Music, movies, and other popular culture are filled with science and mathematics—in fact, in many ways they are built with them. At a STEM education conference this week in Washington, panelists examined creative endeavors as a valuable, but often underutilized tool in motivating and inspiring students to take an interest in science, technology, engineering, and mathematics.
Educators, business leaders, state officials, and others gathered at the event, called STEM Solutions, sponsored by U.S. News, to take a closer look at the state and future of STEM learning. One topic of discussion, in particular, was ways to inspire student interest and creativity in STEM learning.
Although subjects such as math and science are sometimes equated with drudgery, creativity and STEM are not mutually exclusive. In fact, as noted at the conference, they are complementary.
“Math and science really are about creativity,” said Parag Chordia, a scientist and technology entrepreneur, during one panel. “It’s a failure of our own imagination that we can’t excite kids about math and science.”
Inspired by his own passion, Chordia seeks to use music as an entry point for inspiring students to study and enjoy math and science.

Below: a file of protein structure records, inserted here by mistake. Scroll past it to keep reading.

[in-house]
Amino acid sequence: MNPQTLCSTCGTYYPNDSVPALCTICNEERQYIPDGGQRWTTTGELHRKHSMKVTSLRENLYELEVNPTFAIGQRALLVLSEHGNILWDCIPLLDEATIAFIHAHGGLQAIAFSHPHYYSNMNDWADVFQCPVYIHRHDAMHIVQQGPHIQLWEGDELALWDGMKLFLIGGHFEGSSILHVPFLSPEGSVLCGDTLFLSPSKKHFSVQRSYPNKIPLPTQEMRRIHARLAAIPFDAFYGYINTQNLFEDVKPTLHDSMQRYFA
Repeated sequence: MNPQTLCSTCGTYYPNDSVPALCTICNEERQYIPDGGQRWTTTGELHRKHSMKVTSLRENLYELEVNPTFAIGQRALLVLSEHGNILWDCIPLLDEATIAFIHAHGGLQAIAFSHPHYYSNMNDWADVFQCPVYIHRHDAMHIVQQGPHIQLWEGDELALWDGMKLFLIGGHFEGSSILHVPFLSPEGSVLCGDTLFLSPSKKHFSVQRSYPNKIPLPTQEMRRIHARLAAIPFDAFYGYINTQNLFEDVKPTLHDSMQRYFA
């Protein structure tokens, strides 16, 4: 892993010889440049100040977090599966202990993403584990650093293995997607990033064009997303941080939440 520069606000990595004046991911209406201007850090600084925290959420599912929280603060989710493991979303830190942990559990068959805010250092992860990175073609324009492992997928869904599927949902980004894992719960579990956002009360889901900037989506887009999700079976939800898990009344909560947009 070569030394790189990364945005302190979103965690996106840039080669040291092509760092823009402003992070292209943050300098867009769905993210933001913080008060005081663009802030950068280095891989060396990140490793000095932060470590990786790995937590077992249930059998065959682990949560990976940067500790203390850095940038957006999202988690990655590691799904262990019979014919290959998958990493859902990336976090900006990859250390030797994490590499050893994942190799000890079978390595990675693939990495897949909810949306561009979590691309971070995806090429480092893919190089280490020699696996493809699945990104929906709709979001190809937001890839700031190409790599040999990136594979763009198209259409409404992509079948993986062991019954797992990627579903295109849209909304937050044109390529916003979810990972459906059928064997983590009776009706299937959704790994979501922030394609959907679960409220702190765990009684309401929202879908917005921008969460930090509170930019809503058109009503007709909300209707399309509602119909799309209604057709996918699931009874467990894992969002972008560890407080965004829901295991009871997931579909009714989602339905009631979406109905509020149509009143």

“At a fundamental level, there’s a connection between sound and mathematics and science,” he said. “Music can be used to personalize education and to engage and ignite an inherent curiosity and passion.”
Former science teacher Alan McCormack, who also was on that panel, took a different but no less creative approach with his students: magic. McCormack, a professor of science education at San Diego State University, encourages “imagineering” lessons that allow students to apply and adapt the science they’ve learned.
Technology, according to the panelists, can also be a powerful tool.
“The manner of learning is different from student to student,” said Chordia. “Technology helps create individualized paths.”
An interest in STEM also doesn’t have to be confined to the classroom. Movies, popular culture, and media are important entry points for interest in the subjects, a topic explored in another panel, dubbed “STEM Hollywood-Style.” This panel brought together a physics and astronomy professor, as well as a representative from PBS.
Science is present in movies, television, media, comic books, and other forms of entertainment, the panelists noted. Capitalizing on these can be a powerful way to spark student interest and learning in the subjects.
Lesli Rotenberg, the general manager of children’s programming at PBS, highlighted some PBS offerings, such as “Sid the Science Kid” and “SciGirls.”
Another panelist was Steve Wolf, the president of Wolf Stuntworks’ Science in the Movies, who has worked as a stunt and special effects coordinator on a variety of movies and TV shows, including “Cast Away” and “Law and Order.”
“Right now, science is treated as just a subject, not as a tool to help solving problems,” he said.
A version of this news article first appeared in the Curriculum Matters blog.